A major story in marijuana-related news during the short holiday week comes from a study by King’s College in Pennsylvania where researchers reported a correlation between smoking a high-potency strain of cannabis called “skunk” with changes in the white-matter connections between the left and right hemispheres of the brain. Other earlier studies have linked marijuana to psychosis and schizophrenia. In this recent study, the damage to the white-matter was present in skunk smokers regardless of whether or not the users showed symptoms of psychosis.
Skunk is a widely-used term for marijuana with a THC content exceeding 10% and in some cases approaching 30%. THC is the psychoactive ingredient in cannabis.
The study’s author, Paola Dazzan, told Forbes:
We found that frequent use of high potency cannabis significantly affects the structure of white matter fibres in the brain, whether you have psychosis or not. This reflects a sliding scale where the more cannabis you smoke and the higher the potency, the worse the damage will be.
It is important to note that the correlation does not demonstrate causation. Still, the study does indicate that high-potency cannabis could be related to psychosis, and that should be enough to give users a reason to think harder about their practices.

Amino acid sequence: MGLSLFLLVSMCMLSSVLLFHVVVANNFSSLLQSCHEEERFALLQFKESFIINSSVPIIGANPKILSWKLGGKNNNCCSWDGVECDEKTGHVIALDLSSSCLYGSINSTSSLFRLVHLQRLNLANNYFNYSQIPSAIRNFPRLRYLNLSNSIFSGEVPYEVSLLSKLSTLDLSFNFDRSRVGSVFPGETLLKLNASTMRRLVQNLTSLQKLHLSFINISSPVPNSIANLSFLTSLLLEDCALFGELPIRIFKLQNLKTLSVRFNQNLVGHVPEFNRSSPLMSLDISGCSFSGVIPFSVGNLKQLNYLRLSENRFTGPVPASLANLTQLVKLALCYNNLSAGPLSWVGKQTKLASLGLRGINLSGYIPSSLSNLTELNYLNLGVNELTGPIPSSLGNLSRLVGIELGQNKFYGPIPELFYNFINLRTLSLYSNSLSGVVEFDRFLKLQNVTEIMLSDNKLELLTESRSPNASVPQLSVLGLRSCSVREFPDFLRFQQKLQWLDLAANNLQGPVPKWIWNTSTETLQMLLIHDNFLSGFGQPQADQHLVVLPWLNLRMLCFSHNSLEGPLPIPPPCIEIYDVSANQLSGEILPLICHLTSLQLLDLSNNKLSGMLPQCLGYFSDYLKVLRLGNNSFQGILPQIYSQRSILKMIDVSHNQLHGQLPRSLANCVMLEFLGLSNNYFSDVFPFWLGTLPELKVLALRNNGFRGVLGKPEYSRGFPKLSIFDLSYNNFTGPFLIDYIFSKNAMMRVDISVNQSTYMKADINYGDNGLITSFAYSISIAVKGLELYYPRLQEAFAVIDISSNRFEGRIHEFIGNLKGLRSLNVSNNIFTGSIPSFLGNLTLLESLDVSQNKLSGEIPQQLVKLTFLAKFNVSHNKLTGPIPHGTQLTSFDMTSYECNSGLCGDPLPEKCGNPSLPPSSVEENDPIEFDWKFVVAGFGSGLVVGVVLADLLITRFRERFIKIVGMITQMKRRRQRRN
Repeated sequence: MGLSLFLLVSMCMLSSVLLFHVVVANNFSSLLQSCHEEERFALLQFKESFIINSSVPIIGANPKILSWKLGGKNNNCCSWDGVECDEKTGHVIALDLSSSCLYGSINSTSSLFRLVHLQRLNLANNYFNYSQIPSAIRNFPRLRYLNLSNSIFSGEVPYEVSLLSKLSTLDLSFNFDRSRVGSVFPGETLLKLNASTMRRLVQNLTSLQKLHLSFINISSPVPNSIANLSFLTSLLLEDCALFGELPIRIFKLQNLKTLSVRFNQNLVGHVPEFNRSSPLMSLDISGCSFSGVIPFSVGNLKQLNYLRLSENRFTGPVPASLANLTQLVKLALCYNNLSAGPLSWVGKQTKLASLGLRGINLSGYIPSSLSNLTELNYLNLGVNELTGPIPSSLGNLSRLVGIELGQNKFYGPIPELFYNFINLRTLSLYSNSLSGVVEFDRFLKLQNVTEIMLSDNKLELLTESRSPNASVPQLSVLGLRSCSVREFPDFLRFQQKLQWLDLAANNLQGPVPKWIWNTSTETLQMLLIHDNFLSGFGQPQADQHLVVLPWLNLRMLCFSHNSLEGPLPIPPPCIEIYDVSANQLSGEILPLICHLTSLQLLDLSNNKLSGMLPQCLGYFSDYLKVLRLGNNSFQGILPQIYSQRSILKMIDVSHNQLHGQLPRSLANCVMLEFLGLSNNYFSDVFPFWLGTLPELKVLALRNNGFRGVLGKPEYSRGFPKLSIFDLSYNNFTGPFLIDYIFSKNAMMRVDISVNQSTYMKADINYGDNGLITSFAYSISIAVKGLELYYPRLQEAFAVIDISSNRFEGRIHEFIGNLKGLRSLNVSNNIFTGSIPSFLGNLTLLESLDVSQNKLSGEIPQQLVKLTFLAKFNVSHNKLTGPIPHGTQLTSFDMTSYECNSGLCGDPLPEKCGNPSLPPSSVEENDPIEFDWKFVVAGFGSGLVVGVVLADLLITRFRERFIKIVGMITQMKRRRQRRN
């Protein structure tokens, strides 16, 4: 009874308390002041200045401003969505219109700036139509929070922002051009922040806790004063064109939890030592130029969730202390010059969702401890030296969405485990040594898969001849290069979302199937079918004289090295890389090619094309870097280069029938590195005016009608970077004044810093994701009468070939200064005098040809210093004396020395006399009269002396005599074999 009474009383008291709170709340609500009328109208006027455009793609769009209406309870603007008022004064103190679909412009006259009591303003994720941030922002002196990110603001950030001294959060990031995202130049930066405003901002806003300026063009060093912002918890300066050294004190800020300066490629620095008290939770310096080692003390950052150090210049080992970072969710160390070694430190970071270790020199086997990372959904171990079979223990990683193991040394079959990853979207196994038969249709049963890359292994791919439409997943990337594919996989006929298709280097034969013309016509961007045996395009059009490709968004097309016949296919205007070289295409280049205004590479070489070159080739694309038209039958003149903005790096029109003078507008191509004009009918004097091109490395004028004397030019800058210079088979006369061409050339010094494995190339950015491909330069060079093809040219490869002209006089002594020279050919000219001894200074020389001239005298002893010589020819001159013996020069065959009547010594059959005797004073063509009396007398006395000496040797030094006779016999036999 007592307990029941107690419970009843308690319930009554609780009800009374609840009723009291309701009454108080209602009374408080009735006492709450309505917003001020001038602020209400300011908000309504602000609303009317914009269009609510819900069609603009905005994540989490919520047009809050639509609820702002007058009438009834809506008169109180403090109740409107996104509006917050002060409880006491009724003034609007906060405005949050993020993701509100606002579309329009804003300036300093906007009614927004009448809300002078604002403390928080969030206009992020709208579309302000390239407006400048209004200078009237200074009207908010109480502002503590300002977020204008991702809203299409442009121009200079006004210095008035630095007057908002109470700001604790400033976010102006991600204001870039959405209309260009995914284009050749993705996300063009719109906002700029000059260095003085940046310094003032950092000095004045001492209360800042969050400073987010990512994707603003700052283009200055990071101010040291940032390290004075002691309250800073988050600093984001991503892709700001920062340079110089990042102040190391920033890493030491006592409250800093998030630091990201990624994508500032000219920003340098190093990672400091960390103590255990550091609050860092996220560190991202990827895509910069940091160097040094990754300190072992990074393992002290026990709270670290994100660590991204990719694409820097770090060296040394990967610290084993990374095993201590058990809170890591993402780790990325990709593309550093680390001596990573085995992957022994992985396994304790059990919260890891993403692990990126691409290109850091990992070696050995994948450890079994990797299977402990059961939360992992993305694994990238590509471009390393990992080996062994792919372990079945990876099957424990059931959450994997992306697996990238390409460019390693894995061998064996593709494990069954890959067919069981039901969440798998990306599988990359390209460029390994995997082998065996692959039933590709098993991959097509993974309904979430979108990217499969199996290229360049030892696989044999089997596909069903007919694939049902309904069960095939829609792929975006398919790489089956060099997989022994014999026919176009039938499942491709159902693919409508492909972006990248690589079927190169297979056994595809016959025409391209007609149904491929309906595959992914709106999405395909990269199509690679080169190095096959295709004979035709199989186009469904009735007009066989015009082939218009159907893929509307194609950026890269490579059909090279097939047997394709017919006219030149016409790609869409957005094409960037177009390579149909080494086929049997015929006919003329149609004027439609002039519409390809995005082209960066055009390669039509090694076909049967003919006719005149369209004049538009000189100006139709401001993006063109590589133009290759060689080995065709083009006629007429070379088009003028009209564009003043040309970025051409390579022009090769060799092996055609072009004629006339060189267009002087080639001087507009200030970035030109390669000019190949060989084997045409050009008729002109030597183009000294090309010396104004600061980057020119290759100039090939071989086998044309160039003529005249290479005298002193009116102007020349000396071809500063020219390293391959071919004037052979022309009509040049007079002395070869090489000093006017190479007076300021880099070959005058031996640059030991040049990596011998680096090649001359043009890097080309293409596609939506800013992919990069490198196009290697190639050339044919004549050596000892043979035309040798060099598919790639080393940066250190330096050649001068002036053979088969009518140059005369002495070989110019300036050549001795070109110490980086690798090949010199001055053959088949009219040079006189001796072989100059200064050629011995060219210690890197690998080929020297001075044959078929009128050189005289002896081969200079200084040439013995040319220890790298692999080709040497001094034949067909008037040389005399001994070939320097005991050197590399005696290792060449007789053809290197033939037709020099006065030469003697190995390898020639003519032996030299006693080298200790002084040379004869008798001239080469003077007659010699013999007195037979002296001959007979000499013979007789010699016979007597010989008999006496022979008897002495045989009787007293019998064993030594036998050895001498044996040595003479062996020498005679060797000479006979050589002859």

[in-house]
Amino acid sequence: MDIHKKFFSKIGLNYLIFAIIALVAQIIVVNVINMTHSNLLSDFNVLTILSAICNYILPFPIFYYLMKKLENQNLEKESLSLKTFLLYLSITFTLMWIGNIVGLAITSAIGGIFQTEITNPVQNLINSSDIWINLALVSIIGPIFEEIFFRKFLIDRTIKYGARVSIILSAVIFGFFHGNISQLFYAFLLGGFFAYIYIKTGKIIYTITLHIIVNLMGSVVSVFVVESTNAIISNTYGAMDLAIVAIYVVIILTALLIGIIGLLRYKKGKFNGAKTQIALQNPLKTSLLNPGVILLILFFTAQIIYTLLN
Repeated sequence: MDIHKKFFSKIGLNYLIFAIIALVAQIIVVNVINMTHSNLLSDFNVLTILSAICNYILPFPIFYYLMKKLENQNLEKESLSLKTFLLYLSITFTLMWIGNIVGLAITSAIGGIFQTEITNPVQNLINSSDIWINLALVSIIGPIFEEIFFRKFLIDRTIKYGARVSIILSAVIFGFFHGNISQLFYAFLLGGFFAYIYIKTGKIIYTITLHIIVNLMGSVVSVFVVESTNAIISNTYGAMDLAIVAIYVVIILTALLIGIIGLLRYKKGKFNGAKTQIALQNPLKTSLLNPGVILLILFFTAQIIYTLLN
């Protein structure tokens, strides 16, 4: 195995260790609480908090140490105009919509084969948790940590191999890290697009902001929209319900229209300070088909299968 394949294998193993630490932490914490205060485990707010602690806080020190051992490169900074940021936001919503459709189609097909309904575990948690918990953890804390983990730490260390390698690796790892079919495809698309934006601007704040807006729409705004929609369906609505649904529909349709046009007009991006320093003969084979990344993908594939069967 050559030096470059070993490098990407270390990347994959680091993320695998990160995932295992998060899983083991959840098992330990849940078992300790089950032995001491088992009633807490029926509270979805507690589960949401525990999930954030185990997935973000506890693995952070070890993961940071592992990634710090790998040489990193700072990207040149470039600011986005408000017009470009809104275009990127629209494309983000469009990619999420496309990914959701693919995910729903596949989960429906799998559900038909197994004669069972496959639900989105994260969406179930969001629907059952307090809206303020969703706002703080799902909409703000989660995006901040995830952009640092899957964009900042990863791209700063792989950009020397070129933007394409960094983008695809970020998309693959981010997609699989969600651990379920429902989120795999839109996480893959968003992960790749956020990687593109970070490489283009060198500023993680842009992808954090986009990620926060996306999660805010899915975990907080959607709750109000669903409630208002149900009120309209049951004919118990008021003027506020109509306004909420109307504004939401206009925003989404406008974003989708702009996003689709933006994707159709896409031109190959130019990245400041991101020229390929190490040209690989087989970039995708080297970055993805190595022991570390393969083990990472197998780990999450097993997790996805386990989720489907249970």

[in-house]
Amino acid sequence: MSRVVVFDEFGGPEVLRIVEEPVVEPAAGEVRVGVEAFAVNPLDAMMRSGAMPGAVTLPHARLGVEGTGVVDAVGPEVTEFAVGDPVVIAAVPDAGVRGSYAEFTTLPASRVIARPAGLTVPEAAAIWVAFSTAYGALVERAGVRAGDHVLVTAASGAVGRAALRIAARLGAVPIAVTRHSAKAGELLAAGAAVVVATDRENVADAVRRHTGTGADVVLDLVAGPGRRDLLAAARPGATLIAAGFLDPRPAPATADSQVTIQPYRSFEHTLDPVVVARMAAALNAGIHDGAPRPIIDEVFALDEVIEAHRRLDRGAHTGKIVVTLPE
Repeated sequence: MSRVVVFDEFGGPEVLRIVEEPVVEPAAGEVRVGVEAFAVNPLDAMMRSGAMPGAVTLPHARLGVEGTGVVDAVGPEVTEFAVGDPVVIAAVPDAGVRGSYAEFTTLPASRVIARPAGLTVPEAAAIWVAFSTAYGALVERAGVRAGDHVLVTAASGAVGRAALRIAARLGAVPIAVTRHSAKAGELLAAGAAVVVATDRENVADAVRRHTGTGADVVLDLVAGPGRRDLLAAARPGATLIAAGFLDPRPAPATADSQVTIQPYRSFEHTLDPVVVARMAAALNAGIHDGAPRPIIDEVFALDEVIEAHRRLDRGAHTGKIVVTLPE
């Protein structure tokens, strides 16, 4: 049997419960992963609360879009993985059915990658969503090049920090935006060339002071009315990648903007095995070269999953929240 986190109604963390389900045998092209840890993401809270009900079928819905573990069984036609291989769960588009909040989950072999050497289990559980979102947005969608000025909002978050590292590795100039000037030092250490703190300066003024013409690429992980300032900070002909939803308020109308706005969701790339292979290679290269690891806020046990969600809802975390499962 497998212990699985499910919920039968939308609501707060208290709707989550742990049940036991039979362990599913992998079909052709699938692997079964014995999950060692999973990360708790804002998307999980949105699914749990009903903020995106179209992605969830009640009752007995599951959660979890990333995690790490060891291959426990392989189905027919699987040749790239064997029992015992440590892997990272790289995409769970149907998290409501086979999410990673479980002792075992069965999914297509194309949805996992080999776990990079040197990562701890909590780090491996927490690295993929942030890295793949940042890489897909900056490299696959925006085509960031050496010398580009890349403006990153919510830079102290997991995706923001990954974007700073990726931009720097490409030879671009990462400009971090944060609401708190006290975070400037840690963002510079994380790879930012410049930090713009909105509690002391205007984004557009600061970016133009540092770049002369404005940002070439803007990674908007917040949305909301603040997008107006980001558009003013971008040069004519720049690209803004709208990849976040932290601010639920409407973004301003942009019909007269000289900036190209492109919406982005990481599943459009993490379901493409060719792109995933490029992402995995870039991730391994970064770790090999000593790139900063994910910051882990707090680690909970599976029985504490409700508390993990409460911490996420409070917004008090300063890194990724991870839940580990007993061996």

Here are other important news stories for the week.
Banking on the Marijuana Industry?
It is legal to sell marijuana in 23 states. But pot businesses can’t deposit their money in banks because of federal banking laws. While the dilemma has been a back-burner issue in Congress for several years, a solution may be in the works.
A provision in the upcoming financial services spending bill would prevent the federal government from spending money on penalizing financial institutions that accept legal marijuana businesses as clients. That would greatly reduce the ability of federal agencies’ to prosecute the banks.
Increased access to banking would, in turn, decrease the currently cash-only businesses’ risk of robbery by allowing customers to pay with debit and credit cards, reduce the likelihood that the business could be used as a money-laundering front and solve the nightmare of trying to pay taxes with cash.
Read more at U.S. News & World Report.